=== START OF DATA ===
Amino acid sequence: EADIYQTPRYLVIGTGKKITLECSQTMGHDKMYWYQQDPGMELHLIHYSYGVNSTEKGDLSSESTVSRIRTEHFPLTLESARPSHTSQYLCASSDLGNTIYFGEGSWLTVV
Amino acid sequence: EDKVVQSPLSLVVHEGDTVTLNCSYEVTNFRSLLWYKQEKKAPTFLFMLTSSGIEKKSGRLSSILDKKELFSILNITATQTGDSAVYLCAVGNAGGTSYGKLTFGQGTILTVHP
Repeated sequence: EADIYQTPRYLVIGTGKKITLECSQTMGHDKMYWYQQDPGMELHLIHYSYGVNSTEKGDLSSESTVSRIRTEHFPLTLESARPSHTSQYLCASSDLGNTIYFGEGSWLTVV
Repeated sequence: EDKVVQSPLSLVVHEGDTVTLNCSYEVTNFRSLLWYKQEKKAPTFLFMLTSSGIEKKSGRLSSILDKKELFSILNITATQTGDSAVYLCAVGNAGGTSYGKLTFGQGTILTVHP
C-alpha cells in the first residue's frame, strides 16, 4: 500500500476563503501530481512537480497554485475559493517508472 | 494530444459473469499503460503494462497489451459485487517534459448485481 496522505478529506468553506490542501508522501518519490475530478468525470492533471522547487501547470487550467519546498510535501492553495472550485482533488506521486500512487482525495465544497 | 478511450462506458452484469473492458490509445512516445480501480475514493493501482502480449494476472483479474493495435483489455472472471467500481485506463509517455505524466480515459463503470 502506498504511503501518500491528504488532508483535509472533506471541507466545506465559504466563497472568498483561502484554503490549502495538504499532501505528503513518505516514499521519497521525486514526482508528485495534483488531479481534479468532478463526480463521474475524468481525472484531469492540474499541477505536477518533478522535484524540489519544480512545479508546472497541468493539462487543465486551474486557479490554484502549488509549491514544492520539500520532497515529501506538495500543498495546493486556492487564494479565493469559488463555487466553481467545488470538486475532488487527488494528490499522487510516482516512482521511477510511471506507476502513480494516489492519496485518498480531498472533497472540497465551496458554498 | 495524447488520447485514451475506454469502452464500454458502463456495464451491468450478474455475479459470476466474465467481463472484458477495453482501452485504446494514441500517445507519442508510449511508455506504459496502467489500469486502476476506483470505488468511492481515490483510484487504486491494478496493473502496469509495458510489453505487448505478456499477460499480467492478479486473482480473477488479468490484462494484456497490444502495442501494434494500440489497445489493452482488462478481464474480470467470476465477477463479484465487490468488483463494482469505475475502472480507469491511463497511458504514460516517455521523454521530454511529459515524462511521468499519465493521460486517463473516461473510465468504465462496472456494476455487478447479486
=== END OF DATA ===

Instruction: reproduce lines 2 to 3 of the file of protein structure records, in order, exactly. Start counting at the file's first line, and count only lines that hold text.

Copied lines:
Amino acid sequence: EDKVVQSPLSLVVHEGDTVTLNCSYEVTNFRSLLWYKQEKKAPTFLFMLTSSGIEKKSGRLSSILDKKELFSILNITATQTGDSAVYLCAVGNAGGTSYGKLTFGQGTILTVHP
Repeated sequence: EADIYQTPRYLVIGTGKKITLECSQTMGHDKMYWYQQDPGMELHLIHYSYGVNSTEKGDLSSESTVSRIRTEHFPLTLESARPSHTSQYLCASSDLGNTIYFGEGSWLTVV